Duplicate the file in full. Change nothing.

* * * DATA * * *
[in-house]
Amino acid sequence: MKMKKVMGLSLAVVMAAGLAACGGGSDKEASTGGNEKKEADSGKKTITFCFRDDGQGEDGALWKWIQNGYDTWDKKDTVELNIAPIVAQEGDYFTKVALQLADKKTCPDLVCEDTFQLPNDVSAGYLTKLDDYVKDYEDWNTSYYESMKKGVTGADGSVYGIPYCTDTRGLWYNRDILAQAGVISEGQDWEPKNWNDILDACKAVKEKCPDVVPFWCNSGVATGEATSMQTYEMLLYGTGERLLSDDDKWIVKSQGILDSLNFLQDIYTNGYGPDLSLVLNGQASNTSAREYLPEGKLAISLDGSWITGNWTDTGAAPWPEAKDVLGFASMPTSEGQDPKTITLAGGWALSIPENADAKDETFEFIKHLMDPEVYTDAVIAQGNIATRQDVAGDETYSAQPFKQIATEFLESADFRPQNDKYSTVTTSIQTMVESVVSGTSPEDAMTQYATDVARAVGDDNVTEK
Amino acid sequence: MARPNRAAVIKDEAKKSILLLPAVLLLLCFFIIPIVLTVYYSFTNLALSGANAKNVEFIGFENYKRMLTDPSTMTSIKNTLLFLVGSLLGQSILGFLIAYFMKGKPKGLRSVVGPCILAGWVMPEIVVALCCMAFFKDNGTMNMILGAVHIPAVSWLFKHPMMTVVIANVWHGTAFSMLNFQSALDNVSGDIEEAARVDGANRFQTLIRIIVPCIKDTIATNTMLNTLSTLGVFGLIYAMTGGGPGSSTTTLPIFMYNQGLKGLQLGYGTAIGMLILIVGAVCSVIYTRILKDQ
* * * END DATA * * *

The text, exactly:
[in-house]
Amino acid sequence: MKMKKVMGLSLAVVMAAGLAACGGGSDKEASTGGNEKKEADSGKKTITFCFRDDGQGEDGALWKWIQNGYDTWDKKDTVELNIAPIVAQEGDYFTKVALQLADKKTCPDLVCEDTFQLPNDVSAGYLTKLDDYVKDYEDWNTSYYESMKKGVTGADGSVYGIPYCTDTRGLWYNRDILAQAGVISEGQDWEPKNWNDILDACKAVKEKCPDVVPFWCNSGVATGEATSMQTYEMLLYGTGERLLSDDDKWIVKSQGILDSLNFLQDIYTNGYGPDLSLVLNGQASNTSAREYLPEGKLAISLDGSWITGNWTDTGAAPWPEAKDVLGFASMPTSEGQDPKTITLAGGWALSIPENADAKDETFEFIKHLMDPEVYTDAVIAQGNIATRQDVAGDETYSAQPFKQIATEFLESADFRPQNDKYSTVTTSIQTMVESVVSGTSPEDAMTQYATDVARAVGDDNVTEK
Amino acid sequence: MARPNRAAVIKDEAKKSILLLPAVLLLLCFFIIPIVLTVYYSFTNLALSGANAKNVEFIGFENYKRMLTDPSTMTSIKNTLLFLVGSLLGQSILGFLIAYFMKGKPKGLRSVVGPCILAGWVMPEIVVALCCMAFFKDNGTMNMILGAVHIPAVSWLFKHPMMTVVIANVWHGTAFSMLNFQSALDNVSGDIEEAARVDGANRFQTLIRIIVPCIKDTIATNTMLNTLSTLGVFGLIYAMTGGGPGSSTTTLPIFMYNQGLKGLQLGYGTAIGMLILIVGAVCSVIYTRILKDQ